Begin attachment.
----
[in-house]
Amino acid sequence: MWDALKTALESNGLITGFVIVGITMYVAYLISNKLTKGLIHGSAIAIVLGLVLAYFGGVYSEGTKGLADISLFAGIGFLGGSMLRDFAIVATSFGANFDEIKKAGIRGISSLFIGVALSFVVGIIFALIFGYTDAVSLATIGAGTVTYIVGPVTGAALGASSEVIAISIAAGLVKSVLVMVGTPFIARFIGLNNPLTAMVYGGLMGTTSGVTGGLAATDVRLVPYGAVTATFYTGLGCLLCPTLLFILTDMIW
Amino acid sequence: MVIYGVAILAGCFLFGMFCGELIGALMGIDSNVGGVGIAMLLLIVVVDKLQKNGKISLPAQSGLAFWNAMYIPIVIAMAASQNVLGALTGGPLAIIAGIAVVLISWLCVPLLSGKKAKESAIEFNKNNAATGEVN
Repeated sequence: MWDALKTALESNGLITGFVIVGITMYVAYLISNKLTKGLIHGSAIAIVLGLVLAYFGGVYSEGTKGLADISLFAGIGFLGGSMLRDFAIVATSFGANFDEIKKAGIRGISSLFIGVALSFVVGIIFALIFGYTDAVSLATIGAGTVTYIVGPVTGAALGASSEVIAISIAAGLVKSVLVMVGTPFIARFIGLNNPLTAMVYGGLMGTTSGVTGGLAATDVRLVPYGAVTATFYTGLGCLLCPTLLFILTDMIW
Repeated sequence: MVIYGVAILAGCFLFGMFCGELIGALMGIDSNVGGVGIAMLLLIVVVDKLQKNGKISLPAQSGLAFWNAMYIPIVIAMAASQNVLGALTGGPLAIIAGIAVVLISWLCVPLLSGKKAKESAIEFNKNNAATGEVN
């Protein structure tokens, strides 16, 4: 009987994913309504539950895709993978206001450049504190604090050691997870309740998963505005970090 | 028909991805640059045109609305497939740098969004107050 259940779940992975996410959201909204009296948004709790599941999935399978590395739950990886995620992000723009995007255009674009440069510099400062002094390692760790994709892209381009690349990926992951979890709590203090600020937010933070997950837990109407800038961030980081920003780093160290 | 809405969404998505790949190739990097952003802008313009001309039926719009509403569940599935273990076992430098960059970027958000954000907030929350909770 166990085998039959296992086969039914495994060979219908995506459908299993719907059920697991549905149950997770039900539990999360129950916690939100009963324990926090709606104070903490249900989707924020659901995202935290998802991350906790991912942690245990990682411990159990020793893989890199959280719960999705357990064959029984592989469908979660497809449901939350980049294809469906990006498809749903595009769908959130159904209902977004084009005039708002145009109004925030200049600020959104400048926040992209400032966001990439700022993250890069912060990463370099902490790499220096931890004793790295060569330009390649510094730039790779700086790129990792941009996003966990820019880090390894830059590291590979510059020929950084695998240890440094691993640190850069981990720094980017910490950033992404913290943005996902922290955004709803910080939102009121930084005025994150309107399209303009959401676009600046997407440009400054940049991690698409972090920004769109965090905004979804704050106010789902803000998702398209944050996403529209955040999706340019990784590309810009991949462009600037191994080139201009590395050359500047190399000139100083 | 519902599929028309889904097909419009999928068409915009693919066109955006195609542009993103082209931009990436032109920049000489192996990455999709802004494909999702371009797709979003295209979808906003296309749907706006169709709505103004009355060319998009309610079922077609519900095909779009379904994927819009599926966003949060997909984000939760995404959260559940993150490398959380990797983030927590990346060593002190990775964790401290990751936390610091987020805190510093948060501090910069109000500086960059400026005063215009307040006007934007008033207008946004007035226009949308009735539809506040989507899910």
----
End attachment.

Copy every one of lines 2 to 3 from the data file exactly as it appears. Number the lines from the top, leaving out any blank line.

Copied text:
Amino acid sequence: MWDALKTALESNGLITGFVIVGITMYVAYLISNKLTKGLIHGSAIAIVLGLVLAYFGGVYSEGTKGLADISLFAGIGFLGGSMLRDFAIVATSFGANFDEIKKAGIRGISSLFIGVALSFVVGIIFALIFGYTDAVSLATIGAGTVTYIVGPVTGAALGASSEVIAISIAAGLVKSVLVMVGTPFIARFIGLNNPLTAMVYGGLMGTTSGVTGGLAATDVRLVPYGAVTATFYTGLGCLLCPTLLFILTDMIW
Amino acid sequence: MVIYGVAILAGCFLFGMFCGELIGALMGIDSNVGGVGIAMLLLIVVVDKLQKNGKISLPAQSGLAFWNAMYIPIVIAMAASQNVLGALTGGPLAIIAGIAVVLISWLCVPLLSGKKAKESAIEFNKNNAATGEVN